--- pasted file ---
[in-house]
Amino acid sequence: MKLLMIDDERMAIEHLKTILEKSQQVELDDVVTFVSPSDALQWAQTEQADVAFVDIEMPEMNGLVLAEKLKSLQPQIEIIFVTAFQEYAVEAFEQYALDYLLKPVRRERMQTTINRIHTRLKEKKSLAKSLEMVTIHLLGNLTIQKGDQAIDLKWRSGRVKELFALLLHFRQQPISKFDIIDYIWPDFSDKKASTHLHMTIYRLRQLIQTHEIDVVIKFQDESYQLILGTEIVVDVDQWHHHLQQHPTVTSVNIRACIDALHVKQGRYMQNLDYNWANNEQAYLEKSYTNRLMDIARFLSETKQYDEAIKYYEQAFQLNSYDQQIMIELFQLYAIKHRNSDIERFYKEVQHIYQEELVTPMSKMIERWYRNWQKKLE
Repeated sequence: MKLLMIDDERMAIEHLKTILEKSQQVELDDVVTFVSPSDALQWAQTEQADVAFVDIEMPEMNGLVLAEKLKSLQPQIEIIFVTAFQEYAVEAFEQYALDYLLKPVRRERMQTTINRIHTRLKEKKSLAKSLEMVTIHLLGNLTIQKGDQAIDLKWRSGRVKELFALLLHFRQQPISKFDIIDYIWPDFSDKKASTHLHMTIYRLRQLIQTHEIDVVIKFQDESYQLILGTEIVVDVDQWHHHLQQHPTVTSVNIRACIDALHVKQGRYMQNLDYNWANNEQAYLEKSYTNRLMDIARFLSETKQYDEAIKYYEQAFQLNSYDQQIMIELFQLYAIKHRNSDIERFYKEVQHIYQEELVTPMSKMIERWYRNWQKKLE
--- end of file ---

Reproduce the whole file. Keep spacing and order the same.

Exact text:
[in-house]
Amino acid sequence: MKLLMIDDERMAIEHLKTILEKSQQVELDDVVTFVSPSDALQWAQTEQADVAFVDIEMPEMNGLVLAEKLKSLQPQIEIIFVTAFQEYAVEAFEQYALDYLLKPVRRERMQTTINRIHTRLKEKKSLAKSLEMVTIHLLGNLTIQKGDQAIDLKWRSGRVKELFALLLHFRQQPISKFDIIDYIWPDFSDKKASTHLHMTIYRLRQLIQTHEIDVVIKFQDESYQLILGTEIVVDVDQWHHHLQQHPTVTSVNIRACIDALHVKQGRYMQNLDYNWANNEQAYLEKSYTNRLMDIARFLSETKQYDEAIKYYEQAFQLNSYDQQIMIELFQLYAIKHRNSDIERFYKEVQHIYQEELVTPMSKMIERWYRNWQKKLE
Repeated sequence: MKLLMIDDERMAIEHLKTILEKSQQVELDDVVTFVSPSDALQWAQTEQADVAFVDIEMPEMNGLVLAEKLKSLQPQIEIIFVTAFQEYAVEAFEQYALDYLLKPVRRERMQTTINRIHTRLKEKKSLAKSLEMVTIHLLGNLTIQKGDQAIDLKWRSGRVKELFALLLHFRQQPISKFDIIDYIWPDFSDKKASTHLHMTIYRLRQLIQTHEIDVVIKFQDESYQLILGTEIVVDVDQWHHHLQQHPTVTSVNIRACIDALHVKQGRYMQNLDYNWANNEQAYLEKSYTNRLMDIARFLSETKQYDEAIKYYEQAFQLNSYDQQIMIELFQLYAIKHRNSDIERFYKEVQHIYQEELVTPMSKMIERWYRNWQKKLE